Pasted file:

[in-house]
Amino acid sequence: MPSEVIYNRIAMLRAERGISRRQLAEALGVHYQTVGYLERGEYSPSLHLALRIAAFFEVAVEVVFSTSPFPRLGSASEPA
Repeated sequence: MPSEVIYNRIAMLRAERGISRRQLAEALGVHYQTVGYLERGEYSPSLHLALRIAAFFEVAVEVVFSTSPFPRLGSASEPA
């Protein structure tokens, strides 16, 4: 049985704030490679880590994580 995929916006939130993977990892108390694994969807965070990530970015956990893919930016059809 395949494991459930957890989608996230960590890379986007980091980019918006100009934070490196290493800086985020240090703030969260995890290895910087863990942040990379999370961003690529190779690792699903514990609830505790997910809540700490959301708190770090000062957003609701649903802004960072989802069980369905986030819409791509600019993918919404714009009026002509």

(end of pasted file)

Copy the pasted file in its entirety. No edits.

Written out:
[in-house]
Amino acid sequence: MPSEVIYNRIAMLRAERGISRRQLAEALGVHYQTVGYLERGEYSPSLHLALRIAAFFEVAVEVVFSTSPFPRLGSASEPA
Repeated sequence: MPSEVIYNRIAMLRAERGISRRQLAEALGVHYQTVGYLERGEYSPSLHLALRIAAFFEVAVEVVFSTSPFPRLGSASEPA
């Protein structure tokens, strides 16, 4: 049985704030490679880590994580 995929916006939130993977990892108390694994969807965070990530970015956990893919930016059809 395949494991459930957890989608996230960590890379986007980091980019918006100009934070490196290493800086985020240090703030969260995890290895910087863990942040990379999370961003690529190779690792699903514990609830505790997910809540700490959301708190770090000062957003609701649903802004960072989802069980369905986030819409791509600019993918919404714009009026002509």